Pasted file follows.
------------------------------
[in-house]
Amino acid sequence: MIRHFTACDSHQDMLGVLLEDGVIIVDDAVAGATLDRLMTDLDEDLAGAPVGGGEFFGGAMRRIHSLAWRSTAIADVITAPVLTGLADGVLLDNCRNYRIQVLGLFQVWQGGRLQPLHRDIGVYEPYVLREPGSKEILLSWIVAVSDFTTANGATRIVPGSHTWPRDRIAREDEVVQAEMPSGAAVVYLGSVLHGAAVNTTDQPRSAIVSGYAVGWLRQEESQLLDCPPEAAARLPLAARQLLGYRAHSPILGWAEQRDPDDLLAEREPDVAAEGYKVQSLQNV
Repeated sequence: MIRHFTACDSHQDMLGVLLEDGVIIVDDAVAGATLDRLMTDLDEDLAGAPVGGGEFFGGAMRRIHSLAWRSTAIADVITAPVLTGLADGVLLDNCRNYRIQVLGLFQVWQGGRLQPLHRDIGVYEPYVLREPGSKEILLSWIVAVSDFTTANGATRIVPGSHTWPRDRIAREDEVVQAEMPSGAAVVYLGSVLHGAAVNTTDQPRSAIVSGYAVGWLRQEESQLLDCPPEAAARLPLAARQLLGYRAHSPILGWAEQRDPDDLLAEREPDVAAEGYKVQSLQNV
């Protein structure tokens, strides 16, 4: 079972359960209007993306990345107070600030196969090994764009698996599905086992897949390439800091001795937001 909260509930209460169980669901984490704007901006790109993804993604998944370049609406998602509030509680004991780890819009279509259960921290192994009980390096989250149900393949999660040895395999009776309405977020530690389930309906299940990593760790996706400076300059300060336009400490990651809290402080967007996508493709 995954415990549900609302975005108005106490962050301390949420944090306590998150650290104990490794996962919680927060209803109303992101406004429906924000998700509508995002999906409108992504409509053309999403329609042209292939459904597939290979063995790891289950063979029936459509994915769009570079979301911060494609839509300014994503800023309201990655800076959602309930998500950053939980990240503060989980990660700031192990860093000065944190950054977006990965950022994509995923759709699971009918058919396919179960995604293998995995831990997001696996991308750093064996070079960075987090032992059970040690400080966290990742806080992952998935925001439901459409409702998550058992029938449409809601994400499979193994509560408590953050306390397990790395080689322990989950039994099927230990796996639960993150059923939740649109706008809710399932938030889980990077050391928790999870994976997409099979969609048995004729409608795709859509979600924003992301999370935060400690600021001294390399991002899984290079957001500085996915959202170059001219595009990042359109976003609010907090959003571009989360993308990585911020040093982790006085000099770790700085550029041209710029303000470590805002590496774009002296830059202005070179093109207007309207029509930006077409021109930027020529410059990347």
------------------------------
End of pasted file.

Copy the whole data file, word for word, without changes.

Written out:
[in-house]
Amino acid sequence: MIRHFTACDSHQDMLGVLLEDGVIIVDDAVAGATLDRLMTDLDEDLAGAPVGGGEFFGGAMRRIHSLAWRSTAIADVITAPVLTGLADGVLLDNCRNYRIQVLGLFQVWQGGRLQPLHRDIGVYEPYVLREPGSKEILLSWIVAVSDFTTANGATRIVPGSHTWPRDRIAREDEVVQAEMPSGAAVVYLGSVLHGAAVNTTDQPRSAIVSGYAVGWLRQEESQLLDCPPEAAARLPLAARQLLGYRAHSPILGWAEQRDPDDLLAEREPDVAAEGYKVQSLQNV
Repeated sequence: MIRHFTACDSHQDMLGVLLEDGVIIVDDAVAGATLDRLMTDLDEDLAGAPVGGGEFFGGAMRRIHSLAWRSTAIADVITAPVLTGLADGVLLDNCRNYRIQVLGLFQVWQGGRLQPLHRDIGVYEPYVLREPGSKEILLSWIVAVSDFTTANGATRIVPGSHTWPRDRIAREDEVVQAEMPSGAAVVYLGSVLHGAAVNTTDQPRSAIVSGYAVGWLRQEESQLLDCPPEAAARLPLAARQLLGYRAHSPILGWAEQRDPDDLLAEREPDVAAEGYKVQSLQNV
């Protein structure tokens, strides 16, 4: 079972359960209007993306990345107070600030196969090994764009698996599905086992897949390439800091001795937001 909260509930209460169980669901984490704007901006790109993804993604998944370049609406998602509030509680004991780890819009279509259960921290192994009980390096989250149900393949999660040895395999009776309405977020530690389930309906299940990593760790996706400076300059300060336009400490990651809290402080967007996508493709 995954415990549900609302975005108005106490962050301390949420944090306590998150650290104990490794996962919680927060209803109303992101406004429906924000998700509508995002999906409108992504409509053309999403329609042209292939459904597939290979063995790891289950063979029936459509994915769009570079979301911060494609839509300014994503800023309201990655800076959602309930998500950053939980990240503060989980990660700031192990860093000065944190950054977006990965950022994509995923759709699971009918058919396919179960995604293998995995831990997001696996991308750093064996070079960075987090032992059970040690400080966290990742806080992952998935925001439901459409409702998550058992029938449409809601994400499979193994509560408590953050306390397990790395080689322990989950039994099927230990796996639960993150059923939740649109706008809710399932938030889980990077050391928790999870994976997409099979969609048995004729409608795709859509979600924003992301999370935060400690600021001294390399991002899984290079957001500085996915959202170059001219595009990042359109976003609010907090959003571009989360993308990585911020040093982790006085000099770790700085550029041209710029303000470590805002590496774009002296830059202005070179093109207007309207029509930006077409021109930027020529410059990347």